Central bank collateral as a green monetary policy instrument

Central bank collateral as a green monetary policy instrument

14 December: Central banks can play an important role in the transition towards a climate-neutral economy. This paper discusses different green monetary policy instruments along the dimensions of feasibility of implementation and impact on the transition process. We identify the inclusion of ‘brown’ collateral haircuts into a central bank’s collateralized lending framework as the most promising conduit of green monetary policy. The impact of such interventions on the real economy is then formally explored by extending a general equilibrium transition model to include a simple banking sector with central bank lending facilities and collateral adjustments. We find that both ‘brown’ collateral haircuts and ‘green hairgrowth’ increase carbon neutral investment while decreasing carbon intensive investment and emissions. Consequently, in addition to decreasing the exposure of the central bank balance sheet to climate-related risks, climate-based collateral adjustments have the potential of increasing the political feasibility of a timely transition to a carbon neutral economy by affecting emission levels. Despite ‘green hairgrowth’ having a stronger effect on investment and emissions, ‘brown’ collateral haircuts remain the recommended policy as the former is not necessarily ‘market neutral’ and thus cannot be broadly applied across central banks.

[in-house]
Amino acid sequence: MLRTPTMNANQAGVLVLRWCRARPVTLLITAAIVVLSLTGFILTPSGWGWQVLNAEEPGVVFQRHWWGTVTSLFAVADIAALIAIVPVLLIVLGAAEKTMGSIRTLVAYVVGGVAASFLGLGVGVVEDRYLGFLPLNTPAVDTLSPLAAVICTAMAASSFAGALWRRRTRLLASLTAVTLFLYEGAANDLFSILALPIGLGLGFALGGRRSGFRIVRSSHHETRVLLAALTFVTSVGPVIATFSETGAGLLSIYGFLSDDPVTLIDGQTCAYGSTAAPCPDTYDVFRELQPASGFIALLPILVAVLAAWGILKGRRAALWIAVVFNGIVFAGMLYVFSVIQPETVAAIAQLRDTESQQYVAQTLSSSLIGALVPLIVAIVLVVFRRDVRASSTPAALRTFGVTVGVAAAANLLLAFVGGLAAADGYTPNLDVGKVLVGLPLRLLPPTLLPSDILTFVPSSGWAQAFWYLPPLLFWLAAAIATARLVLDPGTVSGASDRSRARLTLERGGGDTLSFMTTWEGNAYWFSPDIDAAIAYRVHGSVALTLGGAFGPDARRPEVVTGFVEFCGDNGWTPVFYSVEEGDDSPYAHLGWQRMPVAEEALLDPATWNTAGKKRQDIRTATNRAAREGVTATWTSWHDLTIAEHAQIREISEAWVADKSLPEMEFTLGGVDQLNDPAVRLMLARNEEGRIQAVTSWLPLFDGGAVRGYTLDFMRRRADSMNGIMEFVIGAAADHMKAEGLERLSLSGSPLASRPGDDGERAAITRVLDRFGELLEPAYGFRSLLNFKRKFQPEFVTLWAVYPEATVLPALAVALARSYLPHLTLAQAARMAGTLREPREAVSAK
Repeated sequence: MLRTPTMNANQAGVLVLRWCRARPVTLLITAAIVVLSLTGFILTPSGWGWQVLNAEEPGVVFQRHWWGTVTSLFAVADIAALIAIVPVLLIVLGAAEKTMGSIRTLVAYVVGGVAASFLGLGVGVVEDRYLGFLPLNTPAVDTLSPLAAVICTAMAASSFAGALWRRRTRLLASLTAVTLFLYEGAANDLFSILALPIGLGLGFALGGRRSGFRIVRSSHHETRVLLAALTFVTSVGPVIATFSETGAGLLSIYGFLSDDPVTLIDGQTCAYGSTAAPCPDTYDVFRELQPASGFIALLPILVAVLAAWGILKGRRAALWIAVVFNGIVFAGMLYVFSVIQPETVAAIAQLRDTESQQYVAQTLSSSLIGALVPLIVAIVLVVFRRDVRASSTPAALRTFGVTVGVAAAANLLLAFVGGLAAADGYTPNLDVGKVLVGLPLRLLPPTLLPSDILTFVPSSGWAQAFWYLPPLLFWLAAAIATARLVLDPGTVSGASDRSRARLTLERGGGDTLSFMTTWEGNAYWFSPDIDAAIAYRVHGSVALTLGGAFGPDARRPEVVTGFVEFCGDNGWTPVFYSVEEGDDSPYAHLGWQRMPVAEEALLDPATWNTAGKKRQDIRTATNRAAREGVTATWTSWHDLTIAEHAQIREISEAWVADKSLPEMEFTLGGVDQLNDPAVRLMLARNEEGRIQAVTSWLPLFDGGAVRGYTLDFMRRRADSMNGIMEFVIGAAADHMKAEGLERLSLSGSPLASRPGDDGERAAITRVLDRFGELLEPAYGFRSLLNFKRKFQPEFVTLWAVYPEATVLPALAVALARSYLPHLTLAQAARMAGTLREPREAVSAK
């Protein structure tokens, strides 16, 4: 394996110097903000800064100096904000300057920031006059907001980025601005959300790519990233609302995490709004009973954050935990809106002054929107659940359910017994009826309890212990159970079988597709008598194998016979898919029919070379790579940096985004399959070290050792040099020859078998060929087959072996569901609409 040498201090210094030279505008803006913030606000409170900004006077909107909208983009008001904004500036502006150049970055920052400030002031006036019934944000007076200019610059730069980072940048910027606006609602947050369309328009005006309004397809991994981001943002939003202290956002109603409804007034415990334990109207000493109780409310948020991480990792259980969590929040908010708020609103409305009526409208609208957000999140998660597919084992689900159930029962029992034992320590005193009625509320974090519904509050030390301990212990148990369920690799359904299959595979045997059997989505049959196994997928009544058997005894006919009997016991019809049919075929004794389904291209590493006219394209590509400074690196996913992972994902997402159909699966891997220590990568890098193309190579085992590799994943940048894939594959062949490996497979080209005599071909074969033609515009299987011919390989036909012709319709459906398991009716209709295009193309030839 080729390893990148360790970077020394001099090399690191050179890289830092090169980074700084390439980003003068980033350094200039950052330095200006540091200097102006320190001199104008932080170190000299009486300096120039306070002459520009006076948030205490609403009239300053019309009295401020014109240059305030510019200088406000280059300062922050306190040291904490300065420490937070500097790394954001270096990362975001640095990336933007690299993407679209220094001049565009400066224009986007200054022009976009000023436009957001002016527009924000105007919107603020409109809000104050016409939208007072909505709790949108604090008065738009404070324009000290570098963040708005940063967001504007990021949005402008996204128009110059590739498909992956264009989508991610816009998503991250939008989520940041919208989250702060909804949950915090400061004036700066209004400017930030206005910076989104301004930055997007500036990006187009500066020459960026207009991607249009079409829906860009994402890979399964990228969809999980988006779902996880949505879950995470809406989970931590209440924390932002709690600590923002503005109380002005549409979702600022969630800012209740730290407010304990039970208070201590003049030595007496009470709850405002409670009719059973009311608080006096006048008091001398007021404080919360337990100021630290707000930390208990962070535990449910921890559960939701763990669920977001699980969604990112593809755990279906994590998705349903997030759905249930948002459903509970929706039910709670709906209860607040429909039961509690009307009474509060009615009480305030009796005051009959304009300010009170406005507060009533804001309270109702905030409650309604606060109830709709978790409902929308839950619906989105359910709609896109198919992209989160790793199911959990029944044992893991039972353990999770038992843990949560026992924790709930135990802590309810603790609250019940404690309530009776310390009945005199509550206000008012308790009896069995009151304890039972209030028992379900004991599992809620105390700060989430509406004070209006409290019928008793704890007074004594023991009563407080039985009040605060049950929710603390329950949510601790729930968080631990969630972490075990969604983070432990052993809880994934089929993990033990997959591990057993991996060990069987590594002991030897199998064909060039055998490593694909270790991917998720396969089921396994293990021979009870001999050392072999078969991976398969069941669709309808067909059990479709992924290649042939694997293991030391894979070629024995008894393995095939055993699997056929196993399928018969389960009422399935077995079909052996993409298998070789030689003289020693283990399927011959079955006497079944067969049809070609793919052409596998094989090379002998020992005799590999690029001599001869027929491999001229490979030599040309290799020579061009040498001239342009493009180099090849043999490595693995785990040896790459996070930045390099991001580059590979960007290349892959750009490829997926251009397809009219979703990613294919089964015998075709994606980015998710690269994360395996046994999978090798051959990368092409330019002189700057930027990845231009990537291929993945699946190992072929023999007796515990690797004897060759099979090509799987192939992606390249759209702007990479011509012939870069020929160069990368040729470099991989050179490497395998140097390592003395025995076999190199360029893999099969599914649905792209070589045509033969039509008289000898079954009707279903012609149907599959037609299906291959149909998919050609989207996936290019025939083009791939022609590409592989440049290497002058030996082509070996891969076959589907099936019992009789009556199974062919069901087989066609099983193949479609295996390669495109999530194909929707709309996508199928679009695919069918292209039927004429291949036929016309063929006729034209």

Key policy insights

  • ‘Brown’ collateral constraints as green monetary policy is a feasible instrument that can be broadly implemented across different central bank frameworks and mandates.

  • ‘Brown’ collateral haircuts increase the financing costs and decrease the volume of carbon intensive investments.

  • ‘Green hairgrowth’ has a similar effect but is in conflict with market neutrality and, therefore, not as broadly implementable.

  • The synergy of a price instrument and ‘brown’ collateral constraints results in a significantly lower and potentially politically more feasible carbon tax.


Climate Policy

Published December 14, 2021